BookClique

Here we will post our musings on a wide variety of titles. You can comment on our posts and find the titles in our catalog.

Innocents and Others by Dana Spiotta

innocentsMeadow and Carrie are best friends.  They both grew up in L.A. in the 80’s and both became successful filmmakers. Their story uses the old, “rich girl/poor girl”, and “nice girl/ bad girl” tropes, but defies turning the women into stereotypes. They make very different types of films and have very different outlooks on life. Meadow makes raw, experimental documentaries while Carrie takes her cue from sitcoms, making funny films with strong women protagonists. Both are narrators. Carrie’s story is predominately about Meadow and their friendship. Meadow’s story is about Meadow and her films. This is not a 50/50 relationship, not especially warm and fuzzy, but it is real and solid. Interspersed is the story of Jelly and Jack, the subjects of one Meadow’s documentaries. Their relationship plays out completely over the phone with heartbreaking results. Innocents and Others is a book that challenges the reader to consider what real friendship is and what you should expect from it.  I recommend this book highly if you like fiction about ideas and art.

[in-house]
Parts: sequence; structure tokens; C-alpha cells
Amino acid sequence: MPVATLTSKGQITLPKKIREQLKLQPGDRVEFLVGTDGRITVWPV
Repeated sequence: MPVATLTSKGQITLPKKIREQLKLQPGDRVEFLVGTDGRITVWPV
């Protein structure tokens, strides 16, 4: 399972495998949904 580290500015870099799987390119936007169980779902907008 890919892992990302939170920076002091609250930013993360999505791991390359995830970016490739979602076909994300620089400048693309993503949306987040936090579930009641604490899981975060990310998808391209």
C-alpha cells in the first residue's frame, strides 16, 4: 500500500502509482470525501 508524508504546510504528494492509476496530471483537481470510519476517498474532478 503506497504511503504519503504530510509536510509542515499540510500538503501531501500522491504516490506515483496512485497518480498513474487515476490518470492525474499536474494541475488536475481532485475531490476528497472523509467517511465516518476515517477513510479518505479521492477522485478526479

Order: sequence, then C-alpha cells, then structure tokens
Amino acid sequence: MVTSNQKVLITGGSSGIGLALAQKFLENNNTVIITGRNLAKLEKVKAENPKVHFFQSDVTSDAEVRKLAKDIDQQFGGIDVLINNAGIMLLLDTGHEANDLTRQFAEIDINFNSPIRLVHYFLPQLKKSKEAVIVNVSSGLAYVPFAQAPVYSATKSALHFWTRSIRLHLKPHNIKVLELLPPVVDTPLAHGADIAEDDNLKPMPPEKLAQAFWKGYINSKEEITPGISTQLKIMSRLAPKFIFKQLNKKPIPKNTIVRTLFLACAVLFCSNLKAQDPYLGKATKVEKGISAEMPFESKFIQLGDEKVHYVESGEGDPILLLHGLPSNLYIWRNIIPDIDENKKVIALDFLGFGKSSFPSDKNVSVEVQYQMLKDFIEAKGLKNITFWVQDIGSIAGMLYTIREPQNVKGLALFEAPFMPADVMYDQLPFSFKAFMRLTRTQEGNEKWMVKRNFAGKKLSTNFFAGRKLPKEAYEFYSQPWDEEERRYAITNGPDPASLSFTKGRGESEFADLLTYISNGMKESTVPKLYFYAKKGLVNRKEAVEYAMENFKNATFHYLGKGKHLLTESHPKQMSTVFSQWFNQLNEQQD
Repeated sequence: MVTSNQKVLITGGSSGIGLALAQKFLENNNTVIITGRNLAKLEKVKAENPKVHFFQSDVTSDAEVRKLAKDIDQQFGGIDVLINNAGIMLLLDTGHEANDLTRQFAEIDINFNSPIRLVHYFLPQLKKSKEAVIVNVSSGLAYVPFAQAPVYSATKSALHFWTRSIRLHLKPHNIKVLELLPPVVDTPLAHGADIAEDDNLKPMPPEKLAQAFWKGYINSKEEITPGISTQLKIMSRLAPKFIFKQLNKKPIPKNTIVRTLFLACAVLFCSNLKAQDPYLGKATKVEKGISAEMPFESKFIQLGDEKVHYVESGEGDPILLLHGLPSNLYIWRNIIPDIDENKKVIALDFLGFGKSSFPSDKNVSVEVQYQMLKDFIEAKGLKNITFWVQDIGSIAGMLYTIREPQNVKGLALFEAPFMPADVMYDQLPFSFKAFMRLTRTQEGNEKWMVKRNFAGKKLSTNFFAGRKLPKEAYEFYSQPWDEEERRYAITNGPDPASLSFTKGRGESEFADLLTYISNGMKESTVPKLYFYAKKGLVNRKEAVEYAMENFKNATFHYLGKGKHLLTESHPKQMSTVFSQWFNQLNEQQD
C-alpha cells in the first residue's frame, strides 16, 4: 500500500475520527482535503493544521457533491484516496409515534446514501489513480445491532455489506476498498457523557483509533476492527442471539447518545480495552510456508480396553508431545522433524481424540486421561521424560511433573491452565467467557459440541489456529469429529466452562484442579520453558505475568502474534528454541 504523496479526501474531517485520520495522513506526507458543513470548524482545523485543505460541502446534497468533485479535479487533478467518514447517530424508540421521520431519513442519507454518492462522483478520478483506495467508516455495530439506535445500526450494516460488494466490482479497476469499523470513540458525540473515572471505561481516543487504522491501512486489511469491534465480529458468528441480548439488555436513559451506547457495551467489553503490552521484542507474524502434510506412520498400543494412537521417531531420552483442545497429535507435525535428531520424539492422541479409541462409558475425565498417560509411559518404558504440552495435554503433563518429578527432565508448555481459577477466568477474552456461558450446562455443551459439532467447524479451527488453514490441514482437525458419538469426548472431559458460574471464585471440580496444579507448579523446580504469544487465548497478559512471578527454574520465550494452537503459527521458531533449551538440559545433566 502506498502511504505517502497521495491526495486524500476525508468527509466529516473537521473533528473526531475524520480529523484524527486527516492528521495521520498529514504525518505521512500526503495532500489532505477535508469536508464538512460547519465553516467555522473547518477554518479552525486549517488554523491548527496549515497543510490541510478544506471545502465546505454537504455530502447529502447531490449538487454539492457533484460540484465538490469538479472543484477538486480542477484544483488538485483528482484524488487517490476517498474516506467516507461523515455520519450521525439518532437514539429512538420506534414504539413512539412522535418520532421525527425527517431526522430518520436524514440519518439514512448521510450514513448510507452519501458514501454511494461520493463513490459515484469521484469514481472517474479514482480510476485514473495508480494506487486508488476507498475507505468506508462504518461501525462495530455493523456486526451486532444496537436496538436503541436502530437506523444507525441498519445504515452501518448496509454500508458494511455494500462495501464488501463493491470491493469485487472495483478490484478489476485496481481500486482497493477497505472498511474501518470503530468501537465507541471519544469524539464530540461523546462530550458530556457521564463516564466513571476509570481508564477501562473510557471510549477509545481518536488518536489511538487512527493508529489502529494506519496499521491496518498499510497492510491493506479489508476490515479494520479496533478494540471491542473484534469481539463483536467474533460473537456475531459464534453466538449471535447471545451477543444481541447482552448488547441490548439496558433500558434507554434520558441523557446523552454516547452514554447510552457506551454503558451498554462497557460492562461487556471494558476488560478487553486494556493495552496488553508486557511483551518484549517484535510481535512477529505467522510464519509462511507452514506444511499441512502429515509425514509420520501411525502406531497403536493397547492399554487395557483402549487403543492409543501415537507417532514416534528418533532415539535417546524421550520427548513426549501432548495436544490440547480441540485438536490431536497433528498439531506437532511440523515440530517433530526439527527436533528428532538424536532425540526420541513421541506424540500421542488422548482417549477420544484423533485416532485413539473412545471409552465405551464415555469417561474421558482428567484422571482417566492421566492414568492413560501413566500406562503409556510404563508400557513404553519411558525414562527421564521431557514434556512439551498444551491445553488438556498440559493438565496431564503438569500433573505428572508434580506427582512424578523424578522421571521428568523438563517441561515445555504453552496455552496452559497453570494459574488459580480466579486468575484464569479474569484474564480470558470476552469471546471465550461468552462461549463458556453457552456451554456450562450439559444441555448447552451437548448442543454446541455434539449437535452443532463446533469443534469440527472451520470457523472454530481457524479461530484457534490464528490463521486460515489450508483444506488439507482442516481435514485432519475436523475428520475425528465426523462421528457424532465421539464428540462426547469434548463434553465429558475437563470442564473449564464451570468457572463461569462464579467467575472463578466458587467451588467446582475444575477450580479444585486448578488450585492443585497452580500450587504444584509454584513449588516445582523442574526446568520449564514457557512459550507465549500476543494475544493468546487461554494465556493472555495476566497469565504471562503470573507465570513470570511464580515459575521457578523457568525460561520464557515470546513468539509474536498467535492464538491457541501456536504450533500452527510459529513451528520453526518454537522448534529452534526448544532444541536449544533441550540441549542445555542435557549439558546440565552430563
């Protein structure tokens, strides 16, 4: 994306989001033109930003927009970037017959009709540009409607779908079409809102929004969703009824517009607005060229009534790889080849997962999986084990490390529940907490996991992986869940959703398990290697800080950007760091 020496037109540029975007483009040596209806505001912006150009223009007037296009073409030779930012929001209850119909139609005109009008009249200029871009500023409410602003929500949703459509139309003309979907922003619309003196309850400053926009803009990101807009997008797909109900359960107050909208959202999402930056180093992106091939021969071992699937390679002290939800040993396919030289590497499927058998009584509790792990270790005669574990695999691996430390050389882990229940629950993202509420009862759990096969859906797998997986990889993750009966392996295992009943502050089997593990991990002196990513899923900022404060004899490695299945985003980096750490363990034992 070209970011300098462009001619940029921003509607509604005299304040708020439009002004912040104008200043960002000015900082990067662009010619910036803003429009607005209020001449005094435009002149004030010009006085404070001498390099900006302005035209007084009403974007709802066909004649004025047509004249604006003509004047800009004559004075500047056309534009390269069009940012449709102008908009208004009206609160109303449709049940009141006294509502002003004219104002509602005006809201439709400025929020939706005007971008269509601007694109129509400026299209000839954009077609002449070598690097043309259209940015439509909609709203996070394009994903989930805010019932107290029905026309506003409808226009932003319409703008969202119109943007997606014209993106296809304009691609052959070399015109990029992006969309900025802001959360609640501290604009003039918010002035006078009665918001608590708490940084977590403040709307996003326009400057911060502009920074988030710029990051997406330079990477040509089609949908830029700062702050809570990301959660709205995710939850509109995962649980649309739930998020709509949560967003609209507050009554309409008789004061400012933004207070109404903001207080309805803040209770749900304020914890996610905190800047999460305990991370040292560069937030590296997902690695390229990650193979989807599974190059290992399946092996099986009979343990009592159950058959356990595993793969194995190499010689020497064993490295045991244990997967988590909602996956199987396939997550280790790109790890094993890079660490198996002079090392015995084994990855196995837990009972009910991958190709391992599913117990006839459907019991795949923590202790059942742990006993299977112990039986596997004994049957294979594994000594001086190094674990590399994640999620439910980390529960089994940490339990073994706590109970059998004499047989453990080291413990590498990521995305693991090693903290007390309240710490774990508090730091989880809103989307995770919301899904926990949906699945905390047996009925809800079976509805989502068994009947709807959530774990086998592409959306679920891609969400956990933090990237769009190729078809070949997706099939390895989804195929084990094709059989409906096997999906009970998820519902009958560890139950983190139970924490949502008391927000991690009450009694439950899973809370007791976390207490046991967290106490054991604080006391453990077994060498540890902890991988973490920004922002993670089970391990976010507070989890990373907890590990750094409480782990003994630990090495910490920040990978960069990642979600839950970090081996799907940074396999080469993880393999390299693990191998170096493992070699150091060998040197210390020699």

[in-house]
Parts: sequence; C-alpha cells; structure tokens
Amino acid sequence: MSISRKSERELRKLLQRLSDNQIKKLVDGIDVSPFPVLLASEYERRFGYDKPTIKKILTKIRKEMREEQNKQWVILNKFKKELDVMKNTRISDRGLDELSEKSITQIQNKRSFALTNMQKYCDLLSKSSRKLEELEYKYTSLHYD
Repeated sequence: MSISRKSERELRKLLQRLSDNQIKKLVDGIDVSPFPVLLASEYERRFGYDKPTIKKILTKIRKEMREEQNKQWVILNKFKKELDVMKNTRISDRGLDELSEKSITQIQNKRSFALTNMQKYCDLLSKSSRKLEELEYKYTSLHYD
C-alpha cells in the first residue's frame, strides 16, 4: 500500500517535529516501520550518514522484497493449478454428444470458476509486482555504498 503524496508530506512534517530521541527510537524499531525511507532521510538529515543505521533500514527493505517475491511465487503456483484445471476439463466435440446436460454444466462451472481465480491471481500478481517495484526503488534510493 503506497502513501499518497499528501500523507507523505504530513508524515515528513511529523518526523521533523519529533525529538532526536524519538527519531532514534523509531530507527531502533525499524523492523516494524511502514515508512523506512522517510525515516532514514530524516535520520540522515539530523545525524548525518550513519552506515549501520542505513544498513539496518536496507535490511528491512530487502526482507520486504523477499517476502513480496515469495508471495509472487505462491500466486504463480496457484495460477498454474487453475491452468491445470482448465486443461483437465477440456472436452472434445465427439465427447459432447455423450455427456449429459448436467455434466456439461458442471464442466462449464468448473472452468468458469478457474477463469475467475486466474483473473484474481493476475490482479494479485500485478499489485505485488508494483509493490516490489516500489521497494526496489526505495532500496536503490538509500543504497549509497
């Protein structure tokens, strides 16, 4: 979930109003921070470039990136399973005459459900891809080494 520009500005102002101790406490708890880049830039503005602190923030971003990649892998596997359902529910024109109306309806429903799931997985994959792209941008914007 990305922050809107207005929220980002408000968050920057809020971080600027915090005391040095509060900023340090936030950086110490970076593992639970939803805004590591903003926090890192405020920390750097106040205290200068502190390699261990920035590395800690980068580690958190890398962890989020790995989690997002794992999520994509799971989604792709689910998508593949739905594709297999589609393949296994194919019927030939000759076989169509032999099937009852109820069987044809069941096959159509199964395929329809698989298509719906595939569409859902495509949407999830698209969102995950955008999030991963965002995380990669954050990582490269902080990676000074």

Sherri Mc


Bookmark and Share

Orphan X by Gregg Hurwitz

orphan xUrban legends exist about a man, a Nowhere Man, who will help those who have no other help. He doesn’t ask for money, rather, he provides his help with only one condition: that you pass along his phone number to one other person in need. Except this Nowhere Man is no urban legend. Taken off the streets as a child, Evan Smoak has been trained in a government black ops program given the code name Orphan. Evan is Orphan X. He has mad skills, and uses them for good by killing bad people. But when he helps a young woman named Katrin, somehow he himself ends up in the cross-hairs. The attention means that his secure, hidden life as an unknown agent is threatened. His heart, also secure and hidden, is threatened by his neighbor Mia and her adorable son Peter. Can Evan save Katrin, save Mia and Peter, and save himself? Plot twists and turns keep the pages turning. The body count mounts and the action is fast and furious as Evan battles to outwit his clever adversaries. This is a book that might keep you up all night; you have been warned!

First book of what looks to be a promising series, Orphan X will appeal to those who like Jason Bourne, James Bond, and Jason Statham movies. Already this book looks to be heading to the big screen. An excellent read.


Bookmark and Share